A Story For Rose On The Midnight Flight To Boston-Friday Night Poetry Corner #167

Good day everyone and welcome to another Friday Night Poetry Corner! Continuing with the theme of Women History Month, here is a famous poet who brief introduction is this:

Anne Sexton (November 9, 1928 – October 4, 1974) was an American poet, known for her highly personal, confessional verse. She won the Pulitzer Prize for poetry in 1967 for her book Live or Die. Her poetry details her long battle with depression, suicidal tendencies, and various intimate details from her private life, including her relationships with her husband and children.


I was first introduced to Anne Sexton in college and I enjoyed her poetry immensely. Here is a personal favorite of mines and I hope you guys will enjoy…

A Story For Rose On The Midnight Flight To Boston

Until tonight they were separate specialties,

different stories, the best of their own worst.

Riding my warm cabin home, I remember Betsy’s

laughter; she laughed as you did, Rose, at the first

story. Someday, I promised her, I’ll be someone

going somewhere and we plotted it in the humdrum

school for proper girls. The next April the plane

bucked me like a horse, my elevators turned

and fear blew down my throat, that last profane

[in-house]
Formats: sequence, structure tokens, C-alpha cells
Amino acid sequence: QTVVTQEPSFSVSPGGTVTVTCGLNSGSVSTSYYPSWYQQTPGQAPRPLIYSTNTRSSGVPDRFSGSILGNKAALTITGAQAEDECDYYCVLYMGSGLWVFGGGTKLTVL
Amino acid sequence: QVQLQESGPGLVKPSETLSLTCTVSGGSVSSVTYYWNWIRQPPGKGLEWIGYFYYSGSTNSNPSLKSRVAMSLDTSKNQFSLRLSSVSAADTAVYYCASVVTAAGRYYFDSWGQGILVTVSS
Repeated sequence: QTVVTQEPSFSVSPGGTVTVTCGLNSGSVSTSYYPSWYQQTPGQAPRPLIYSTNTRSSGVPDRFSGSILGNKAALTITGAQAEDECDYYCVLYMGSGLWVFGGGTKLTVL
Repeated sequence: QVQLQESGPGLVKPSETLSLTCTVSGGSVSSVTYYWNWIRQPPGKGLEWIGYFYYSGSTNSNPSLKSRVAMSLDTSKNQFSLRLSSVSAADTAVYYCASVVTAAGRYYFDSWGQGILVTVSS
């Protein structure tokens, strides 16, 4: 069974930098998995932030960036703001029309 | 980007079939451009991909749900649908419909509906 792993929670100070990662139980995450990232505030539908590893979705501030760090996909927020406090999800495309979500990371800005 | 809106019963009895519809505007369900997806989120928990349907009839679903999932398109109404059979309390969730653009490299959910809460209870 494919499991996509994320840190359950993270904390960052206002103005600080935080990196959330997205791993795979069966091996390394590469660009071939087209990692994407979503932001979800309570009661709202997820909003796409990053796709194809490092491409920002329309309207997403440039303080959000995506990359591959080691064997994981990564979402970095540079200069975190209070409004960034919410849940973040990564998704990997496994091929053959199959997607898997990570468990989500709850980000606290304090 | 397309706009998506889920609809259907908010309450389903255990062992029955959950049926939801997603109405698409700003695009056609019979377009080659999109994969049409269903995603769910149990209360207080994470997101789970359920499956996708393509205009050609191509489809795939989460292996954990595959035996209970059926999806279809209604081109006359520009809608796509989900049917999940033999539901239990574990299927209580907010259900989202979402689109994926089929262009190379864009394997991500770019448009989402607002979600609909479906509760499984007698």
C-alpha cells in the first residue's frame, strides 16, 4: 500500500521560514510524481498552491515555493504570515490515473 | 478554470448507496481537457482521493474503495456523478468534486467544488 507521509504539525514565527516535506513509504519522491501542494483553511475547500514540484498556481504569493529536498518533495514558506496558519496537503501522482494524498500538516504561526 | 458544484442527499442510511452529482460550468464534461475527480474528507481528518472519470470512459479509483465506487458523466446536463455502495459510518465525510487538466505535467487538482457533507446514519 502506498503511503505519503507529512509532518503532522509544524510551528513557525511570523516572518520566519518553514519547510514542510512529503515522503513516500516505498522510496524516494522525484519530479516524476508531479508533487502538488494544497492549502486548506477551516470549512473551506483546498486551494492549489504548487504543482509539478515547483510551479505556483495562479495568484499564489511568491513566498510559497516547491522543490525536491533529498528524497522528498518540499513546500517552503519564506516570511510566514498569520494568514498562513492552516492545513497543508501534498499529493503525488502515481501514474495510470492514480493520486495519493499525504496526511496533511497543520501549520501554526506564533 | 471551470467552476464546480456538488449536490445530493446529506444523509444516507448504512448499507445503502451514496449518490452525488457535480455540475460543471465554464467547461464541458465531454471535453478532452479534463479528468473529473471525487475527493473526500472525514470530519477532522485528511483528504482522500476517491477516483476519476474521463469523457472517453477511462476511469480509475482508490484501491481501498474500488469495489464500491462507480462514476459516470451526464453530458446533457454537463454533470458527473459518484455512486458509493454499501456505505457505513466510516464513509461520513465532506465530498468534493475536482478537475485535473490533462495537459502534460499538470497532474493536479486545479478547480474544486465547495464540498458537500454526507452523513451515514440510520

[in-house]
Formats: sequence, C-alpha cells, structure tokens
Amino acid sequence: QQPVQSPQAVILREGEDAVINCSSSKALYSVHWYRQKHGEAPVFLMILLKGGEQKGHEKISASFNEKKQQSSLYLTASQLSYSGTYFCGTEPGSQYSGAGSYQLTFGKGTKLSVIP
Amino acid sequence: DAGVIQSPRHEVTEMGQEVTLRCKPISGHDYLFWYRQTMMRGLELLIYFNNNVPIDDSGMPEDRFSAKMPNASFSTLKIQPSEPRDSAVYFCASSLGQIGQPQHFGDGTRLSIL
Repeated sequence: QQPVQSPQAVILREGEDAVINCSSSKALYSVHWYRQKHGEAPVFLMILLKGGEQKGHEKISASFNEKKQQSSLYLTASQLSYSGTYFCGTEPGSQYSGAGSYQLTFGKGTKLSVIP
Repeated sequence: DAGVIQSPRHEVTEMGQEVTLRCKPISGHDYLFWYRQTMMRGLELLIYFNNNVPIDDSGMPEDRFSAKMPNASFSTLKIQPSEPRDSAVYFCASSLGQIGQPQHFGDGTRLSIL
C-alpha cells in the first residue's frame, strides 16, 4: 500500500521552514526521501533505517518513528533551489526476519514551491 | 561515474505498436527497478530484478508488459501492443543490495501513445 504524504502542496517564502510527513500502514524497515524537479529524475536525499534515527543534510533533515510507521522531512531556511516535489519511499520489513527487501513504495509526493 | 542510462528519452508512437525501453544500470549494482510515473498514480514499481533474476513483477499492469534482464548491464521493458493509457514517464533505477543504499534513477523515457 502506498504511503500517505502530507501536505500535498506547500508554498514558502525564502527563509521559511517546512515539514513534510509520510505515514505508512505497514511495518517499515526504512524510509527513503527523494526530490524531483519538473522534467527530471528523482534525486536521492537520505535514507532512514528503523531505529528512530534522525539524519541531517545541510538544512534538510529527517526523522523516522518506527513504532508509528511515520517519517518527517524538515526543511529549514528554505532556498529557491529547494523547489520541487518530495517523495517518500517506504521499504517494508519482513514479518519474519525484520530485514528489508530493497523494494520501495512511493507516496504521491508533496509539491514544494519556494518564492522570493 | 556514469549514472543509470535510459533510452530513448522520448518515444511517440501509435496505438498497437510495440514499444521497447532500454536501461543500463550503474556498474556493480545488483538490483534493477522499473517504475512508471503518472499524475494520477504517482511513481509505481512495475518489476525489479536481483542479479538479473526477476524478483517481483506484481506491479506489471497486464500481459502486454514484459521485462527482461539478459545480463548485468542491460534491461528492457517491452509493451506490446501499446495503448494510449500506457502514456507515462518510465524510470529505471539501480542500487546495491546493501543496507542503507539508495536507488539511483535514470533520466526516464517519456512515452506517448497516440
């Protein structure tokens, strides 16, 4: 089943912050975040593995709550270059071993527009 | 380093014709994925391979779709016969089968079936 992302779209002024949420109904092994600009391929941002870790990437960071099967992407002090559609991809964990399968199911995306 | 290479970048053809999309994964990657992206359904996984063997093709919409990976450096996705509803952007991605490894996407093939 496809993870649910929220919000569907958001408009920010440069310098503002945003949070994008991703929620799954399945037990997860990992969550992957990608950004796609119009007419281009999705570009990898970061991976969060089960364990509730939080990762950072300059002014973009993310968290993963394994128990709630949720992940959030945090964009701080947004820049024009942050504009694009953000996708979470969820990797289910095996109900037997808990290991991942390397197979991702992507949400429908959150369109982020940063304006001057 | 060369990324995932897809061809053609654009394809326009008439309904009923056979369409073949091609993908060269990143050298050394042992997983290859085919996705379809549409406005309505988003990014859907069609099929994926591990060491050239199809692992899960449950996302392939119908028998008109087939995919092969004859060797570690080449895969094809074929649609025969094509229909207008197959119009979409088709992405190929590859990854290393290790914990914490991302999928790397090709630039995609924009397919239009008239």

gauge of a stomach coming up. And then returned

to land, as unlovely as any seasick sailor,

sincerely eighteen; my first story, my funny failure.

Maybe Rose, there is always another story,

better unsaid, grim or flat or predatory.

Half a mile down the lights of the in-between cities

turn up their eyes at me. And I remember Betsy’s

story, the April night of the civilian air crash

and her sudden name misspelled in the evening paper,

the interior of shock and the paper gone in the trash

ten years now. She used the return ticket I gave her.

This was the rude kill of her; two planes cracking

in mid-air over Washington, like blind birds.

And the picking up afterwards, the morticians tracking

bodies in the Potomac and piecing them like boards

to make a leg or a face. There is only her miniature

photograph left, too long now for fear to remember.

Special tonight because I made her into a story

that I grew to know and savor.

A reason to worry,

Rose, when you fix an old death like that,

and outliving the impact, to find you’ve pretended.

We bank over Boston. I am safe. I put on my hat.

I am almost someone going home. The story has ended.



by Anne Sexton

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